Prior studies report higher case and mortality rates (3–6) and lower rates of vaccination in the early stages of the vaccination campaign (7) among Black and Hispanic populations in Chicago. We found that as of July 2022 Chicago neighborhoods with mostly Black residents were experiencing persistent inequities when accounting for COVID-19 vaccinations and deaths. Vaccine supply, vaccination demand, and the effects of lower vaccination rates on subsequent death rates contribute to this finding, and future research could explore which factors are most relevant. Despite this, we identified several majority Hispanic or Black zip codes that experienced equity index improvements since 2021. We noted that the zip codes with the largest improvements were mostly Hispanic and had both lower educational attainment and shares with health insurance than zip codes that saw little change over time; explanations for these observed patterns merit further investigation as well.
Our analyses of zip codes based on their racial or ethnic makeup obscures variation within racial and ethnic groups, and a more thorough analysis of differences within Hispanic and Asian populations may inform more tailored public health interventions. As the vaccination campaign transitions to an ongoing effort to encourage booster uptake, public health officials should explore whether there are promising practices that yielded successes in some neighborhoods and apply those to communities where inequities remain deeply entrenched. Our prior work in support of the Equity-First Vaccination Initiative suggests several such promising practices, including investigating barriers to vaccination, partnering with trusted messengers in a community, and co-creating messaging and information campaigns with members of the community (10). Additionally, as the use of real-time data dashboards to communicate information and target responses expands (15), officials might consider incorporating an equity index measure into these data resources.
We disclose receipt of financial support from The Rockefeller Foundation for the research, authorship, and publication of this article. We thank Jackie Jacobs and Noor Hasan at the Sinai Urban Health Institute for their feedback on a draft of this article. No copyrighted materials or tools were used in this research.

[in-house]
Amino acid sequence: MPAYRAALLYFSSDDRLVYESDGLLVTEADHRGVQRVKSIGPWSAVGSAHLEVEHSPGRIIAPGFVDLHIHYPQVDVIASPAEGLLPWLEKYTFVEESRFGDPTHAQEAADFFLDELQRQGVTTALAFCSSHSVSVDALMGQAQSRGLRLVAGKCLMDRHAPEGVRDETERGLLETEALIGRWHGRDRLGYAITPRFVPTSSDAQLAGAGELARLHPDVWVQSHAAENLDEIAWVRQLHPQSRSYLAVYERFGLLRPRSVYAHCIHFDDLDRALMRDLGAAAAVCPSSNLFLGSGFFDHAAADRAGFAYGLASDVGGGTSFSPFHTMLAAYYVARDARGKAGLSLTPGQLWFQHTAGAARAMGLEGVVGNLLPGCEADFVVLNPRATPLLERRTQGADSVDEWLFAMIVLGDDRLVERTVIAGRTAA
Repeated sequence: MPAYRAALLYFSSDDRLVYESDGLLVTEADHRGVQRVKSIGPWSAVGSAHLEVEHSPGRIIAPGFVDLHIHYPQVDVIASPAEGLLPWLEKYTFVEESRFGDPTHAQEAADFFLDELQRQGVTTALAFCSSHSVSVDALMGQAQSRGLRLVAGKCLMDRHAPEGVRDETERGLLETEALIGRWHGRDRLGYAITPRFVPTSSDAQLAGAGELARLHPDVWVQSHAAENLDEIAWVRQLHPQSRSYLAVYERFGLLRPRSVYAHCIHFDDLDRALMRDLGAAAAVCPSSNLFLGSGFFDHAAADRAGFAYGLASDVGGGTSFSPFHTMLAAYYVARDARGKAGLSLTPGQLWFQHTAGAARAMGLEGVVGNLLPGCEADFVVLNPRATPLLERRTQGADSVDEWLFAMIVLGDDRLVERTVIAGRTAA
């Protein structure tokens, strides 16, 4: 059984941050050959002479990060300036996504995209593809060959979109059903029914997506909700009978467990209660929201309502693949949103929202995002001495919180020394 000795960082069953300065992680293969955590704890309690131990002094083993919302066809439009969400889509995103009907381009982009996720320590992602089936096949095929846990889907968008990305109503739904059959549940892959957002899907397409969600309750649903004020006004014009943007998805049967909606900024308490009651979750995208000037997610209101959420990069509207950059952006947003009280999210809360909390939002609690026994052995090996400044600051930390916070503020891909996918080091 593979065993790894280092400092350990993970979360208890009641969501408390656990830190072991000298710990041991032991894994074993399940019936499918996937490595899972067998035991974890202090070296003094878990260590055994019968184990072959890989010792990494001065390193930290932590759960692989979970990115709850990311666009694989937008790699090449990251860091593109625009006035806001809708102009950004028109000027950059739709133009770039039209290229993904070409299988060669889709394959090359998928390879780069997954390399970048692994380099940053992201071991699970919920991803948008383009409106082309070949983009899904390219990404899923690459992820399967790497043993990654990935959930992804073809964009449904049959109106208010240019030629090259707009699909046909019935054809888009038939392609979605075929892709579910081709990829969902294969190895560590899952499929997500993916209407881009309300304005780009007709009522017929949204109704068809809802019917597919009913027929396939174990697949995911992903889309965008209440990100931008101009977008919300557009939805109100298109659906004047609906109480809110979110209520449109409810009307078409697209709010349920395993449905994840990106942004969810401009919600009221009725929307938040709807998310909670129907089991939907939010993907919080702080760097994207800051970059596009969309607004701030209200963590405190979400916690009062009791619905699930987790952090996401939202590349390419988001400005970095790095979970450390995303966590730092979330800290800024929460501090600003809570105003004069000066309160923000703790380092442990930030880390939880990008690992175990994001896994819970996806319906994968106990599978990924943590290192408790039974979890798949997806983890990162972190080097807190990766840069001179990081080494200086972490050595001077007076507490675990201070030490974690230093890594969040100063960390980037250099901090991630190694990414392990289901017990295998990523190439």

Corresponding Author: Brian Phillips, MPA, Senior Quantitative Analyst, RAND Corporation, 4570 Fifth Ave #600, Pittsburgh, PA 15213. (Email: firstname.lastname@example.org)
Author Affiliations: 1RAND Corporation, Santa Monica, California. 2Pardee RAND Graduate School, Santa Monica, California. 3Maine Medical Center, Portland, Maine.
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|Demographic/socioeconomic characteristic||Vaccination Equity Indexb|
|No. of ZIP codes||8||7||11||9||17|
|Total population, %||14.7||13.8||19.9||23.8||27.8|
|Cumulative vaccinated through July 2022, %||11.9||13.0||20.0||25.1||29.9|
|Cumulative deaths through July 2022, %||22.8||17.4||22.2||23.2||14.4|
|Race and ethnicity, %|
|Average median household income, $||40,400||43,600||63,711||55,062||93,316|
|Postsecondary educationc, %||51.6||44.2||48.8||45.4||66.4|
|Health insurance, %||91.3||88.2||88.8||87.8||94.5|
|Demographic/socioeconomic characteristic||Change in index for zip codes with equity index values <1||Change in index for zip codes with June 2021 equity index values ≥1|
|< −0.1||−0.1 to 0.1||>0.1||< −0.1||−0.1 to 0.1||>0.1|
|No. of zip codes||0||23||6||14||8||1|
|Total population, %)||—||42.6||17.2||19.0||20.6||0.5|
|Cumulative vaccinated, through June 2021, %||—||37.5||16.1||22.9||22.8||0.8|
|Cumulative deaths, through June 2021, %||—||52.6||21.8||8.2||17.2||0.2|
|Cumulative vaccinated, through July 2022, %||—||39.6||18.1||20.1||21.6||0.7|
|Cumulative deaths, through July 2022, %||—||54.7||19.9||8.5||16.6||0.2|
|Race and ethnicity, %|
|Average median household income, $||—||54,928||42,540||93,786||70,413||109,625|
|Postsecondary educationc, %||—||51.7||33.5||69.0||55.0||68.0|
|Health insurance, %||—||90.2||85.0||95.7||90.5||97.0|